November is another good month for planting and continued fall maintenance. Here’s a good breakdown of what to target:
Week 1
• Cut a few stems of holly with berries for making Christmas garlands. It’s early, but now’s the time to do it, before the birds eat all the berries. Stand them in a bucket of water in a sheltered spot where birds can’t take them.
• Fall is for planting — trees, shrubs, bulbs, grass seed, mums, asters, pansies and the list goes on. The cooler temperatures, and more plentiful rainfall makes fall a wonderful time to plant. An added benefit to fall planting is that it gives you a head start for next spring. Plants that are planted in the fall will be all settled in and ready to grow when the ground thaws and temperatures warm up next spring.
Week 2
• Plant daffodil and other spring flowering bulbs until the ground freezes. They will provide welcome color early next spring. Drifts of a dozen or more bulbs of one variety make the most impact.
Planting depth is normally three times the height of the bulb and be sure to space the bulbs properly. Espoma Bulb Tone should be incorporated in the soil below the bulbs.
• Before the first anticipated hard freeze be sure to water all your trees and shrubs, including bulbs and perennial beds. You will need to provide at least an inch of rain per week, remember: if the sky doesn’t provide the rain you need to water!
Allowing the soil to completely dry out will provide no moisture protection for the roots of your trees and shrubs when the ground freezes.
Remember just because the air temperatures are cooler, the ground temperatures will sometimes remain warmer longer. Watering is a must!
Week 3
• After Nov. 15 you can begin pruning deciduous trees and shrubs. Begin by first removing all dead branches, stumps on scaffold limbs, and rubbing or wounded branches. After this step you can prune for plant form.
The direction of new growth can be influenced by pruning off undesirable growth just above a bud that is placed on the stem in a direction you want the new growth to go.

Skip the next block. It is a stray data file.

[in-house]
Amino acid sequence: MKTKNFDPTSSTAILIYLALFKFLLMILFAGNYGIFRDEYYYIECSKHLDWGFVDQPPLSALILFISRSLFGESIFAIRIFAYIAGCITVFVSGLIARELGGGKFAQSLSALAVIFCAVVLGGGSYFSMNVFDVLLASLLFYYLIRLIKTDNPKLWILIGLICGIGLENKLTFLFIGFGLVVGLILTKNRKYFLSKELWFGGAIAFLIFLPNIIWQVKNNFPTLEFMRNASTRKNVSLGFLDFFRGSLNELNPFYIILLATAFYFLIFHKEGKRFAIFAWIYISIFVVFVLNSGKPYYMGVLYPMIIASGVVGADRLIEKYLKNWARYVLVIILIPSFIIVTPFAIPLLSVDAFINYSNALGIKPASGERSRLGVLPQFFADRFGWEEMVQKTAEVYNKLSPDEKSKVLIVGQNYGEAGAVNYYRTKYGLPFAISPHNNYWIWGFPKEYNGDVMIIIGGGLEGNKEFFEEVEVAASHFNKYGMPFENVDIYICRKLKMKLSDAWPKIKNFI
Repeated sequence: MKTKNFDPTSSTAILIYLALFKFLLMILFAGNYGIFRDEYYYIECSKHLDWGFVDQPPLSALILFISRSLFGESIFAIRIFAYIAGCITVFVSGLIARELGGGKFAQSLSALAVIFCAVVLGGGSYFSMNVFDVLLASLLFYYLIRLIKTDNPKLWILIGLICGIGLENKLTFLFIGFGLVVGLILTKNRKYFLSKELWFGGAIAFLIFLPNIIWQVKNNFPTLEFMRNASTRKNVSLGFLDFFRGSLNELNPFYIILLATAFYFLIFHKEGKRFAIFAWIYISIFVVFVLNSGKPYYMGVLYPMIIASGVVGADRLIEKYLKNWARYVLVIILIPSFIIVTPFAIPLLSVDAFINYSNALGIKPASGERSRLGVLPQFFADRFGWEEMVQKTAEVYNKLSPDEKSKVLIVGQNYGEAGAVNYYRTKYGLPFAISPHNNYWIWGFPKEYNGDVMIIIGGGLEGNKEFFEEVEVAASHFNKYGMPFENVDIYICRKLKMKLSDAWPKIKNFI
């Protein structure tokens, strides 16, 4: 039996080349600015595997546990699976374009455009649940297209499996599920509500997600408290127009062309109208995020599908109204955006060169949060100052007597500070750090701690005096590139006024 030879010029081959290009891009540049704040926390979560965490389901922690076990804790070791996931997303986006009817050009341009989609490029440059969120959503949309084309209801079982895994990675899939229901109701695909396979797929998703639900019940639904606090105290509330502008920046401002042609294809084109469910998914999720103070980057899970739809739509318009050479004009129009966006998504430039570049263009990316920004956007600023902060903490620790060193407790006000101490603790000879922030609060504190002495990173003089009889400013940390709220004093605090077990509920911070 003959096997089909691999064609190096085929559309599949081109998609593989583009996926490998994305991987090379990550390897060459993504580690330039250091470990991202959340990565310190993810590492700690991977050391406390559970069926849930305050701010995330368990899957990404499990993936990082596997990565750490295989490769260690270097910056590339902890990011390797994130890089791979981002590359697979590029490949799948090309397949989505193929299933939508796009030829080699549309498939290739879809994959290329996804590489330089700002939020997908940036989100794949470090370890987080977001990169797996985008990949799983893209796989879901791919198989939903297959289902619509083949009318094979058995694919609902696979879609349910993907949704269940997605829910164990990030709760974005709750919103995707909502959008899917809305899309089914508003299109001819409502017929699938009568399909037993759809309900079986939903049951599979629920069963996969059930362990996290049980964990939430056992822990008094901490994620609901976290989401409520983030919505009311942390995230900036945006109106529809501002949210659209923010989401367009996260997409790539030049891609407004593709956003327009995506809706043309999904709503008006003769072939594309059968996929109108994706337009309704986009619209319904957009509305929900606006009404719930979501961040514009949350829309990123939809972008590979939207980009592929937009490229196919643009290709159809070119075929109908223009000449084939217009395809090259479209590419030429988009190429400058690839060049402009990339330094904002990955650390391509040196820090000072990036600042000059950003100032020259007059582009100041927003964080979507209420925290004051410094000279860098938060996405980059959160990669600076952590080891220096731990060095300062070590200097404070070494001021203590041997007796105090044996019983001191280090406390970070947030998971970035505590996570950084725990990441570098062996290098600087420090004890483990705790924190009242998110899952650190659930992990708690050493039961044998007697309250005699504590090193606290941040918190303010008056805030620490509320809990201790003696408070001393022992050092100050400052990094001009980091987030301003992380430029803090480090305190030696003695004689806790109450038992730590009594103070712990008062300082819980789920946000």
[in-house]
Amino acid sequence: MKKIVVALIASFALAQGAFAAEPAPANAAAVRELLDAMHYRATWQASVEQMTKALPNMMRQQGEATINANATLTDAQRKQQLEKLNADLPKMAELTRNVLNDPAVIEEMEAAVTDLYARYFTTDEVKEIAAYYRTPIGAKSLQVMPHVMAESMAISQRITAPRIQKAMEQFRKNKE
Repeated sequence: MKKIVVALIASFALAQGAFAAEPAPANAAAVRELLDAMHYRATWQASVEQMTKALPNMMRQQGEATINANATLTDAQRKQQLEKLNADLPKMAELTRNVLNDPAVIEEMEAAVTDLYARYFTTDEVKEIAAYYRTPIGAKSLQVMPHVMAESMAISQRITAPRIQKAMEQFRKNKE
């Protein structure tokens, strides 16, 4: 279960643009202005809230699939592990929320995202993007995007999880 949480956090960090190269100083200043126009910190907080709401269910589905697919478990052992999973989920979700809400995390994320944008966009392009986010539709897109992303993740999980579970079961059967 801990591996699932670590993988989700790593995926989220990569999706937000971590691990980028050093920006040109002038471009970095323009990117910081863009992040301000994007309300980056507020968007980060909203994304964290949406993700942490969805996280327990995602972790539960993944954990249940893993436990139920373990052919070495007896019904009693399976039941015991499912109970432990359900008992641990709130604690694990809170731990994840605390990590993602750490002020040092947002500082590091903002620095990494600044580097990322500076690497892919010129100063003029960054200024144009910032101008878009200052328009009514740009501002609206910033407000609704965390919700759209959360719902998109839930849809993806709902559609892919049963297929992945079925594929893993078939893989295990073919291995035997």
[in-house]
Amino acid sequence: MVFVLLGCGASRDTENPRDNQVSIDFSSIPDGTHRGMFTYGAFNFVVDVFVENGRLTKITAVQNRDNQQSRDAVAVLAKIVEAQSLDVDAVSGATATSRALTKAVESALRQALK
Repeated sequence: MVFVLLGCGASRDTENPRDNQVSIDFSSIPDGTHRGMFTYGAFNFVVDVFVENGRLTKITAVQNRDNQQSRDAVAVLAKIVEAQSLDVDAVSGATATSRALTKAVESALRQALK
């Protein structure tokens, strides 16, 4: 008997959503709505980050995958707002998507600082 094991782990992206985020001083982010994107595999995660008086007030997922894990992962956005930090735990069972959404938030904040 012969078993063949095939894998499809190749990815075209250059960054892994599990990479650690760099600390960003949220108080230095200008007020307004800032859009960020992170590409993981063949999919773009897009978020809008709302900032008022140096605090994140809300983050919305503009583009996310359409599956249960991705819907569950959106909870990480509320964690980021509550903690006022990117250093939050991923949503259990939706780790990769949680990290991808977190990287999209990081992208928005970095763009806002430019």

• Mulching is one of the best lines of defense for plants against chilling temperatures.
Mulching also can prevent the repeated freezing and thawing of soil that causes plants to “heave” out of the ground. But the trick is not to mulch too soon. Mulching needs to be done after the ground starts to freeze, but before the first significant snowfall of the year. If you mulch sooner, plants may not go completely dormant.
In general, the end of November is a good time to apply mulch here in the Pittsburgh area. Apply a layer at least three to four inches thick around each plant.
After you laid it down, gently pull it away from the trunks and stems to give plants room to breathe.
This helps prevent disease problems.
Week 4
• For all evergreens, camellias, rhododendron, azaleas, viburnum, and even roses, consider using Wilt-Pruf. This product will seal in the moisture and help protect the plant from winter’s bitter drying winds and protect the crown of newly planted shrubs when freezing and thawing cycles occur.
One application will be enough for the winter season.
• Every weed you pull now will be many less to have to pull in spring. So weed, especially perennial weeds. I know, you thought you were done with weeding. But pulling those weeds now, when the conditions are good, will cut down on problems in the spring.
(Editor’s Note: Ken Morgan is the owner of Robin’s Nest Floral and Garden Center in Easton, Md.)